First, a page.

What causes chest pain?
Chest pain usually refers to pain felt in the upper torso, anywhere between the shoulders and the ribs. If you are experiencing chest pain, it is not something to ignore. It is one of the signs of a heart attack so you should act quickly to at least rule that out. Most people associate chest pain with the heart but it can also have several other causes, including problems with your lungs, ribs, muscles, nerves, infection, and injury.
Angina is the most common symptom of coronary heart disease - the UK’s second biggest killer, causing around 70,000 deaths each year. Angina affects about 2 million people in the UK, with more than 20,000 new cases each year. The British Heart Foundation estimates that 5% of men and 3% of women have angina or have been affected by it in the past.
Symptoms of angina can often be mistaken for indigestion. They include:
- Chest pain
- A sensation of fullness or squeezing
Discomfort is most commonly felt in the chest but it can affect the jaw, throat, shoulders, arms, or back. Angina is triggered when blood flow to the heart is reduced, impairing the delivery of oxygen to the heart muscles.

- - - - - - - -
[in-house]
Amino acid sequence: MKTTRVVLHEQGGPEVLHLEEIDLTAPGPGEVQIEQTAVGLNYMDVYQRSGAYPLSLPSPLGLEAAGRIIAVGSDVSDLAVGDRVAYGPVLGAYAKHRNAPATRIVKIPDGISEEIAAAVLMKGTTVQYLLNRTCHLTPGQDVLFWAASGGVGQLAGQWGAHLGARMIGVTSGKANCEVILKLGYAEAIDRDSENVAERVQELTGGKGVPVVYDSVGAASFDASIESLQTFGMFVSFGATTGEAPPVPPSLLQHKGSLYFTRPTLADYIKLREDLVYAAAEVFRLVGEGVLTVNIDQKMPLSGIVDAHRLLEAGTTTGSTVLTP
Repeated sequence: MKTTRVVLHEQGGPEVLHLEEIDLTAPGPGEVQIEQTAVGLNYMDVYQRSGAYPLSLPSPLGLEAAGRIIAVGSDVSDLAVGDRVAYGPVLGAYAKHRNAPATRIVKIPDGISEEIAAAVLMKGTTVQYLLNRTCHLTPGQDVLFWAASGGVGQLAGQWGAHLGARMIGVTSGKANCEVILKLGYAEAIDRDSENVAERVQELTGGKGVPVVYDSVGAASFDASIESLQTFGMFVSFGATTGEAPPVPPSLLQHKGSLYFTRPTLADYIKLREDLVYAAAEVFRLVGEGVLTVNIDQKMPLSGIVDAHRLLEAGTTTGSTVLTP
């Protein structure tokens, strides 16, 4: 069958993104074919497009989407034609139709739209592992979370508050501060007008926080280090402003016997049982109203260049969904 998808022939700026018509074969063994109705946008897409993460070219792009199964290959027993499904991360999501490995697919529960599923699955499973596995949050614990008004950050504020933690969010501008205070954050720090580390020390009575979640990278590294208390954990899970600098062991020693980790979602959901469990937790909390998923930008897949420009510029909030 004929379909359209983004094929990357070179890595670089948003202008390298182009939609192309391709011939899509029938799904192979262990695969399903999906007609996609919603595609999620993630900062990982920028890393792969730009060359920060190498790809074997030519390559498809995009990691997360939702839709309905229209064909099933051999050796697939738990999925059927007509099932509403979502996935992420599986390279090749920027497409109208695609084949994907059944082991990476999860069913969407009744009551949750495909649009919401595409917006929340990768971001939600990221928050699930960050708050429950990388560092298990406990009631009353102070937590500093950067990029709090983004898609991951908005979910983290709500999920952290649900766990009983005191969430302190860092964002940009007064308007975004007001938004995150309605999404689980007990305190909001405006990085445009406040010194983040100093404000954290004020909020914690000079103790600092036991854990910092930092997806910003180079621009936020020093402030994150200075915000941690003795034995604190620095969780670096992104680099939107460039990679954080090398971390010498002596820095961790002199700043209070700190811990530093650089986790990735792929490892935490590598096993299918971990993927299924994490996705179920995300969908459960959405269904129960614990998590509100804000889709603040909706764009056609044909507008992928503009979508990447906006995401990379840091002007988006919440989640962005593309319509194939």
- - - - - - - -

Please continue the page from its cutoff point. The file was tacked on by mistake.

Sometimes angina happens without coronary disease and is caused by:
- Aortic stenosis - a condition that decreases blood flow to the heart
- Severe anaemia - when the blood isn’t carrying enough oxygen
- Thickened heart muscles - muscles don’t receive enough oxygen
If you have been diagnosed with angina your GP may prescribe you:
If you are prescribed glyceryl trinitrate (nitroglycerin) you’ll need to carry it with you at all times. It can be sprayed under the tongue or taken as a tablet.
If you have taken your dose and chest pain continues, call 999 for an ambulance or get someone to take you to the nearest accident and emergency department.
Chest pain is a common symptom of a heart attack. You should seek medical help if:
- Pain is triggered by physical activity
- You have squeezing, heavy or tight pressure in the chest
- You are breathless, nauseous, sweating or pain spreads to arm
- You are at risk of heart disease - a smoker, have diabetes, are obese or have high cholesterol
If the above symptoms last for more than 15 to 20 minutes, don’t hesitate, get immediate medical help. If you think you or someone else may be having a heart attack, call 999 for emergency services straight away. Don’t wait to see if the pain goes away.
While you wait for the ambulance, the British Red Cross advises you sit the person down and give them a 300mg aspirin tablet to chew. The pill must be chewed before swallowing to make the medicine work quickly.
Chewing an aspirin in the early stages of a heart attack may reduce the risk of death and the severity of the attack.